Prepare Transcripts files

I’m using Mandarin Chinese here as an example. My goal here is to align each Chinese character (each syllable) with its corresponding sound interval. Thus I need to prepare transcript files in which there is a space between any two characters. Besides, there are many audio files in a corpus to be aligned. We would want to name all the transcript files accordingly (matching with the .wav filename) so that we can write a loop script to run an aligner for all of the .wav files at once. Since .txt files work for both aligners, I’ll demonstrate how to prepare a .txt file (relatively efficiently) for each .wav file when you have assembled transcripts such as pre-designed speech stimuli in speech production experiments. One way to do this is:

2.1. Acquire a List of .wav Files

Put all the .wav files in a directory and open Terminal and navigate to that directory. In Terminal:

$ ls *.wav >> listname.txt 

We obtain the listname.txt with each .wav filename being a row in one column.


2.2. Insert Spaces in Transcripts

Since we want the audios to be aligned at the syllable level, we need to insert a space between every two characters in the transcripts. For my project, I have pre-designed speech stimuli in a stimuli.txt file. Here is an example:


Each row is a transcript for a audio file and they are put in the same order as the audio files.We can make use of bash shell commands to insert a space between every two characters:

$ sed -e 's/./& /g' stimuli.txt

2.3. Add Corresponding Transcripts

Then I insert the column of the filenames into the file so that the corresponding transcript of an audio is on the same row following the .wav filename with a space.

$ paste -d' ' listname.txt stimuli.txt > list.txt

We should listen to the audios at this stage and check if the transcripts are correct. You can slightly modify them manually when speakers made any variation. So now the list.txt is as follows:

1_1_101.wav 他 们 堆 的 雪 人 很 稳 当
1_2_101.wav 他 们 堆 的 城 堡 很 稳 当
1_3_101.wav 他 们 堆 的 台 阶 很 稳 当

An advantage of acquiring a list in this way is that in speech production experiments, different speakers produce a set of audios based on the same speech materials. So we only need to change the first column of the filenames when we have a different speaker.

2.4. Generate Individual .txt Files

We want all the characters in each line to be an independent .txt file whose filename is the first field but with .txt extension. File-naming is very important because you need to think about the next step.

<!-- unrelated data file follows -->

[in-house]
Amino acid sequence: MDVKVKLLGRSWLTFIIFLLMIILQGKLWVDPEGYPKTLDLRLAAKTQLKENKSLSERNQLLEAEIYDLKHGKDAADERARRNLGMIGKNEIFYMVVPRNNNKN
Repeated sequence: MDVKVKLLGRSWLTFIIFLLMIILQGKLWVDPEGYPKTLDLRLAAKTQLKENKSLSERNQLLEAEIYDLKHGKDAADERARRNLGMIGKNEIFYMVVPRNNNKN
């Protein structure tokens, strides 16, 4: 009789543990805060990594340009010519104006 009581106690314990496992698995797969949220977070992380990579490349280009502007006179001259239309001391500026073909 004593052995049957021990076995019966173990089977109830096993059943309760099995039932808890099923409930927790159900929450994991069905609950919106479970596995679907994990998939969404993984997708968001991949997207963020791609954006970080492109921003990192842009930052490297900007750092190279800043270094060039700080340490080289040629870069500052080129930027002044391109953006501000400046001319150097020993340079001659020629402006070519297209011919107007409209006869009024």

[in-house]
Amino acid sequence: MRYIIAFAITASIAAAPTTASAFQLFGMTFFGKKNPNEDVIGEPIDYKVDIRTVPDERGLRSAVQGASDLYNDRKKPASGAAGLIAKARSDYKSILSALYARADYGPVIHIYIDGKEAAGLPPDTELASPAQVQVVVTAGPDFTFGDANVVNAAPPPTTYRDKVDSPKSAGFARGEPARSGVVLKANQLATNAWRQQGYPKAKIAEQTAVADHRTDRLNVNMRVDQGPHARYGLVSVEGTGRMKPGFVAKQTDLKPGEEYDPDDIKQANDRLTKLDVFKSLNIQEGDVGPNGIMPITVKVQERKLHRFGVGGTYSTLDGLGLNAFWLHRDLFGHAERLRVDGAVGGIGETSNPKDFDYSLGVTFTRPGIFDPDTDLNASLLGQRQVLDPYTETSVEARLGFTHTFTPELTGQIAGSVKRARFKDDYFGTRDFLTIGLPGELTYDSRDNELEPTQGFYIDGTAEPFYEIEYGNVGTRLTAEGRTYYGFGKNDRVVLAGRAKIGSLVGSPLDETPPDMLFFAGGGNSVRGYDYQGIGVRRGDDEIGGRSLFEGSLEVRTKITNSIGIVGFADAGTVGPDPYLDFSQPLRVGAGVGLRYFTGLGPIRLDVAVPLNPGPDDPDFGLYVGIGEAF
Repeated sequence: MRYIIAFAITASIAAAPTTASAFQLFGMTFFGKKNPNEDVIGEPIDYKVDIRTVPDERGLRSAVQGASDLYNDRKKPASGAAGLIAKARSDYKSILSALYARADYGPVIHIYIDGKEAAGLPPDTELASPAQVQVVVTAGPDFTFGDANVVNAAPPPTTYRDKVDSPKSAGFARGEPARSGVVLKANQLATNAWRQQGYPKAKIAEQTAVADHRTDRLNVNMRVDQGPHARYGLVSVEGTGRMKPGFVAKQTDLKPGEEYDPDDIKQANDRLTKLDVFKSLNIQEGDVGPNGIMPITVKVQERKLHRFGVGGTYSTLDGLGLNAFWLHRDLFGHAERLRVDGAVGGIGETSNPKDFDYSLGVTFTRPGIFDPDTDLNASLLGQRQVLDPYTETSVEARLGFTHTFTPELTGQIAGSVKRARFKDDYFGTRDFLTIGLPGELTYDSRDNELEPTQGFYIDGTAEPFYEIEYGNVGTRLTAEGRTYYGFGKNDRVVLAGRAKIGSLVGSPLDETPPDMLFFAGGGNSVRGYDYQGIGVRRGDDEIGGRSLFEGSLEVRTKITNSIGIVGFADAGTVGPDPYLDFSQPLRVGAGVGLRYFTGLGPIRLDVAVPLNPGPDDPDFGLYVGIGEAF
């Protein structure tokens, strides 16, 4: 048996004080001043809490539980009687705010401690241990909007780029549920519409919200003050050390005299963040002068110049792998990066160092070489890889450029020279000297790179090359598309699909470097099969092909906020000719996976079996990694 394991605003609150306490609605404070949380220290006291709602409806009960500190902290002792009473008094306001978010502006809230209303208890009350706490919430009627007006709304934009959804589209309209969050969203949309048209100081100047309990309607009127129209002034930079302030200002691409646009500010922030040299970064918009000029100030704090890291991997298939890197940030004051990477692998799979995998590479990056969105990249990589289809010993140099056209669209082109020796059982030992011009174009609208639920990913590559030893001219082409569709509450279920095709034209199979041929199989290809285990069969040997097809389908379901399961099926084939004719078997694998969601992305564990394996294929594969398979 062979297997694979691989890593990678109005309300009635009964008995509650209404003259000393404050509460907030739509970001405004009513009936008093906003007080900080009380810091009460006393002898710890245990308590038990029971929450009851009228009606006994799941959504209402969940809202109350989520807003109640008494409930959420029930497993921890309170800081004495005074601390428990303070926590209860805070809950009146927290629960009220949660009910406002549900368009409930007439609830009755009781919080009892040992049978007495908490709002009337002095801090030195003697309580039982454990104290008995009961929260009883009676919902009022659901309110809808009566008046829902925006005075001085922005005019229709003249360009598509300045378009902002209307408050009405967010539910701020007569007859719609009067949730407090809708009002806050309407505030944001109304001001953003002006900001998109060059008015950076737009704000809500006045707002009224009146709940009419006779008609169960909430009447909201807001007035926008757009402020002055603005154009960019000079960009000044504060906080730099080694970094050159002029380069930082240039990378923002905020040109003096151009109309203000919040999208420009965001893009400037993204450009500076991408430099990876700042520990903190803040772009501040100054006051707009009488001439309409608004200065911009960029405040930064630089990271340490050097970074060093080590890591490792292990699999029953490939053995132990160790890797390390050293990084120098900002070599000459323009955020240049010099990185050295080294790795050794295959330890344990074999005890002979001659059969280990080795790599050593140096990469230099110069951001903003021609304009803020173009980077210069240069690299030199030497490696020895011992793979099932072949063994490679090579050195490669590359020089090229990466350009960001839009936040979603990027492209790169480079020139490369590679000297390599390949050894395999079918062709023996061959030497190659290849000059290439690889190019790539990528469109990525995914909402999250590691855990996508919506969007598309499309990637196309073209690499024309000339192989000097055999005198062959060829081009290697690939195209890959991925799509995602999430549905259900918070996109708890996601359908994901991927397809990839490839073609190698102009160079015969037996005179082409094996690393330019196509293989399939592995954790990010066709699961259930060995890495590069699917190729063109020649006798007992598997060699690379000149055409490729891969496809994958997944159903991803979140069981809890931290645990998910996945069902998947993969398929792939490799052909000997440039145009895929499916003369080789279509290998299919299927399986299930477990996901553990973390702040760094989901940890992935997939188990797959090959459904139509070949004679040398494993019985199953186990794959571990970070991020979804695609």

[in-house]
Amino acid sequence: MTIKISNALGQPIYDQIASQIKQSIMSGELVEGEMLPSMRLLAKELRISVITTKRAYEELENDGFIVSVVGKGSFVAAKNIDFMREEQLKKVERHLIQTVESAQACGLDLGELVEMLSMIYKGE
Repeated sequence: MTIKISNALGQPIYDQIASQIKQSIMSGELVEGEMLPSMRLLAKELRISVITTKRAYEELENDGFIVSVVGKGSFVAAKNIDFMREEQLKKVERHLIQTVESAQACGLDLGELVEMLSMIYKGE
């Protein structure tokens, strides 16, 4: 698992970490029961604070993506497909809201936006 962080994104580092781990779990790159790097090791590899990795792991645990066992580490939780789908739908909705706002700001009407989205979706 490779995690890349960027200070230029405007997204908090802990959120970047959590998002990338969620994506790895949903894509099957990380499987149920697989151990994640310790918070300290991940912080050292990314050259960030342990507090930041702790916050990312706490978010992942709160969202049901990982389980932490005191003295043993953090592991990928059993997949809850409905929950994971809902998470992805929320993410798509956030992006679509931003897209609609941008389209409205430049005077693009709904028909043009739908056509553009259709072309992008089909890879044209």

2.4.1 Filenaming for the Penn Forced Aligner

To use P2FA for a group of files in a directory, I used a shell script calling the .py in a loop. So it would be easy to use the .wav filename (e.g. 1_1_101.wav) as a common stem and a variable $i so that the corresponding .txt filename is $i.txt (e.g. 1_1_101.wav.txt).

$ cat list.txt | while read line || [ -n "$line" ]; do echo $line | awk '{$1=""}1'| awk '{$1=$1}1' > $(cut -d " " -f1 <<< $line).txt; done < list.txt

The first awk here removes the first field and the second awk removes the leading space (by redefine the beginning as the first string).

2.4.2 Filenaming for the Montreal Forced Aligner

To use the Montreal aligner we want the paired .txt and .wav to have exactly the same filename (e.g. 1_1_101.txt and 1_1_101.wav). An easier way is probably change the extensions in the first column in list.txt first to make them the filenames of our output .txt files before splitting it into individual files.

$ sed 's/\.wav/\.txt/' list.txt 

(you can also use Find and Replace in your text editor. Do whichever is easier!)

$ cat list.txt | while read line || [ -n "$line" ]; do echo $line | awk '{$1=""}1'| awk '{$1=$1}1' > $(cut -d " " -f1 <<< $line); done < list.txt

By doing so, our corresponding.txt files are ready.

There are many ways to achieve this depending on how you obtain your transcript texts. How to obtain orthography transcripts efficiently for spontaneous speech? I think of open-source speech-to-text APIs (e.g. Google’s Speech-to-Text or Baidu’s DeepSpeech). But there are often some restrictions. I may build a pipeline from speech-to-text to forced alignment in the near future and post it here.